For this tutorial, I used some floral fabric I had left over from another project. Next, choose your backing and your batting. For backing, I often choose a contrasting fabric so I can have two sets of placemats by just flipping them over. But you can also take this opportunity to use fabric that you decided you didn’t like any more after you bought it. Again, it’s up to you. (Not in the mood to quilt a piece? You can by “cheater” quilted fabric at most big box fabric stores. They’ve done the work for you.)

I use a cotton batting, Puffy battings don’t work well with this type of project because you don’t want glasses to tip if one part of the placemat is significantly puffier than another part.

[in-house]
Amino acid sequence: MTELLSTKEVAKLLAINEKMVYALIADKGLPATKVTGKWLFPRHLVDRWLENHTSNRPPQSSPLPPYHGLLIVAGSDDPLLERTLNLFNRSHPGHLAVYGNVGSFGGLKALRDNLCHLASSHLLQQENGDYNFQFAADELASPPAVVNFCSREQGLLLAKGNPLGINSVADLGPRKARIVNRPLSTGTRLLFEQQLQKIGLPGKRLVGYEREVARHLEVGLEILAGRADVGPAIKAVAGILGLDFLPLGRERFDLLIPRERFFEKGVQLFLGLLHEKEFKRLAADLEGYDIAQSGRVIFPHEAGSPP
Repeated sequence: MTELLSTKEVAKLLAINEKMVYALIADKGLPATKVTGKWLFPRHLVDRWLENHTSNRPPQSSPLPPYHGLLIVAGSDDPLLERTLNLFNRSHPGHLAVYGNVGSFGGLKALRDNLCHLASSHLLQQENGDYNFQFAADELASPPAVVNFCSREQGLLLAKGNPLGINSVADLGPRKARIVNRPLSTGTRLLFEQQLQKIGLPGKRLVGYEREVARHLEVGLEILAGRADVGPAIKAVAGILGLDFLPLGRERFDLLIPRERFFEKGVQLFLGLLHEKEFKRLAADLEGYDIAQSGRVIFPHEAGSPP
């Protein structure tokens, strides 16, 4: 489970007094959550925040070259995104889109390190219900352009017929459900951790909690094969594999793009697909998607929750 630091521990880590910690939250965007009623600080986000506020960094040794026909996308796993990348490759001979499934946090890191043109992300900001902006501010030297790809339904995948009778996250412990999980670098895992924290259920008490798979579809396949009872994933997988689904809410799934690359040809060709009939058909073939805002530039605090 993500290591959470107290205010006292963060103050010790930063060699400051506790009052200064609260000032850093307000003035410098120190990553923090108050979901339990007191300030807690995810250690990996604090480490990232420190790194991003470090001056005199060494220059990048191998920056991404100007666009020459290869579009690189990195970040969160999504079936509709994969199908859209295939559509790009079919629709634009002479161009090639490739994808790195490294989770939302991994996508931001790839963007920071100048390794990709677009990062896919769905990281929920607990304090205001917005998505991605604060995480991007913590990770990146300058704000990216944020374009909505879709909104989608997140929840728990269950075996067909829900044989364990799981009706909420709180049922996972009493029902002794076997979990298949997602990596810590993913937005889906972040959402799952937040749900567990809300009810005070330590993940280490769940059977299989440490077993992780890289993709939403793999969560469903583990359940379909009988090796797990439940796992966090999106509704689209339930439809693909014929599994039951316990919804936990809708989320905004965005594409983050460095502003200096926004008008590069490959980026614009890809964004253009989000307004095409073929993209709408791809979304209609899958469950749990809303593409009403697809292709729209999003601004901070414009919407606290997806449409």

If you plan on using the center piece as a trivet, you can use special batting specifically for oven mitts, etc.

fabric for this weekend project
This is standard quilting fabric, about 44″ wide.

Make your quilt sandwich

Now make your quilt sandwich as you would if you were making a lap or bed quilt and then quilt away. If you’re new to machine quilting, this is a great opportunity to practice your designs. It doesn’t matter what you do. For this tutorial, I did a meandering pattern all the way through. But if you want to practice feathers, doodling, anything – go for it.

meandering for this weekend project
I just did a meandering stitch.

Cutting the placemats and center piece

When the quilting is complete, you’re more than half way done. The next few steps must be done carefully or you’ll make a mistake. Believe me. Take your time.

First, you must square off your piece. It doesn’t have to be perfectly square because you’re going to be cutting a circle out of it, but as square as you can make it.